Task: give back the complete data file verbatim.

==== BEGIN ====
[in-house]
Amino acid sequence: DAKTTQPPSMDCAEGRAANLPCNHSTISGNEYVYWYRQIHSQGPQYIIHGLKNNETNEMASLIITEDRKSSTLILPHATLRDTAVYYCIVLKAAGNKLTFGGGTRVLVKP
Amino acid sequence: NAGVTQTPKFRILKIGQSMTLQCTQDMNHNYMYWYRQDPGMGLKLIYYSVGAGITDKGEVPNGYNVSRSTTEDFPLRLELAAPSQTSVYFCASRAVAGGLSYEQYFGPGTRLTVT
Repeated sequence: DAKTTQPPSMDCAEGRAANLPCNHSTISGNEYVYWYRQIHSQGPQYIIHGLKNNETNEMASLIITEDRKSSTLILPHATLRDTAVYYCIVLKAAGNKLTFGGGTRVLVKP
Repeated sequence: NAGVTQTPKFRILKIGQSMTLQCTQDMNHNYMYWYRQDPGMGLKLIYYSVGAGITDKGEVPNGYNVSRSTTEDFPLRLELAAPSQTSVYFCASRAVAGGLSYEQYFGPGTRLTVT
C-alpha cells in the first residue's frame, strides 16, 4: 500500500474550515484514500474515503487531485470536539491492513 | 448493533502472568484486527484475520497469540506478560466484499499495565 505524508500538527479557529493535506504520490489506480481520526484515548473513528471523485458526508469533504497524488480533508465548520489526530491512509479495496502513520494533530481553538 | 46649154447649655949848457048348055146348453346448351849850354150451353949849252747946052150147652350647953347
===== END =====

[in-house]
Amino acid sequence: DAKTTQPPSMDCAEGRAANLPCNHSTISGNEYVYWYRQIHSQGPQYIIHGLKNNETNEMASLIITEDRKSSTLILPHATLRDTAVYYCIVLKAAGNKLTFGGGTRVLVKP
Amino acid sequence: NAGVTQTPKFRILKIGQSMTLQCTQDMNHNYMYWYRQDPGMGLKLIYYSVGAGITDKGEVPNGYNVSRSTTEDFPLRLELAAPSQTSVYFCASRAVAGGLSYEQYFGPGTRLTVT
Repeated sequence: DAKTTQPPSMDCAEGRAANLPCNHSTISGNEYVYWYRQIHSQGPQYIIHGLKNNETNEMASLIITEDRKSSTLILPHATLRDTAVYYCIVLKAAGNKLTFGGGTRVLVKP
Repeated sequence: NAGVTQTPKFRILKIGQSMTLQCTQDMNHNYMYWYRQDPGMGLKLIYYSVGAGITDKGEVPNGYNVSRSTTEDFPLRLELAAPSQTSVYFCASRAVAGGLSYEQYFGPGTRLTVT
C-alpha cells in the first residue's frame, strides 16, 4: 500500500474550515484514500474515503487531485470536539491492513 | 448493533502472568484486527484475520497469540506478560466484499499495565 505524508500538527479557529493535506504520490489506480481520526484515548473513528471523485458526508469533504497524488480533508465548520489526530491512509479495496502513520494533530481553538 | 46649154447649655949848457048348055146348453346448351849850354150451353949849252747946052150147652350647953347